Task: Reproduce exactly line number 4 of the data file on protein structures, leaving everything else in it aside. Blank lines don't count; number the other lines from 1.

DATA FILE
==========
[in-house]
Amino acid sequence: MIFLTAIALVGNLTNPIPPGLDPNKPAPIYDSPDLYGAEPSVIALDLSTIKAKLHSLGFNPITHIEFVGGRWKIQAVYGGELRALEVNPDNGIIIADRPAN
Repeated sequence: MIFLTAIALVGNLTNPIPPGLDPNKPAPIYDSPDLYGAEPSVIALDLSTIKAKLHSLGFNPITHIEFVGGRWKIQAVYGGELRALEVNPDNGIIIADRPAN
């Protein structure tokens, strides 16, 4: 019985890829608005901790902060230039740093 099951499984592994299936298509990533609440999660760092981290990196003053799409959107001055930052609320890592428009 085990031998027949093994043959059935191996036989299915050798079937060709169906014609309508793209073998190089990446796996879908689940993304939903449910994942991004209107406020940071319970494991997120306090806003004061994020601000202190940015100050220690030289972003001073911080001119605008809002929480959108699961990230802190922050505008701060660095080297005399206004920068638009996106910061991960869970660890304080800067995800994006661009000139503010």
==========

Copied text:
């Protein structure tokens, strides 16, 4: 019985890829608005901790902060230039740093 099951499984592994299936298509990533609440999660760092981290990196003053799409959107001055930052609320890592428009 085990031998027949093994043959059935191996036989299915050798079937060709169906014609309508793209073998190089990446796996879908689940993304939903449910994942991004209107406020940071319970494991997120306090806003004061994020601000202190940015100050220690030289972003001073911080001119605008809002929480959108699961990230802190922050505008701060660095080297005399206004920068638009996106910061991960869970660890304080800067995800994006661009000139503010």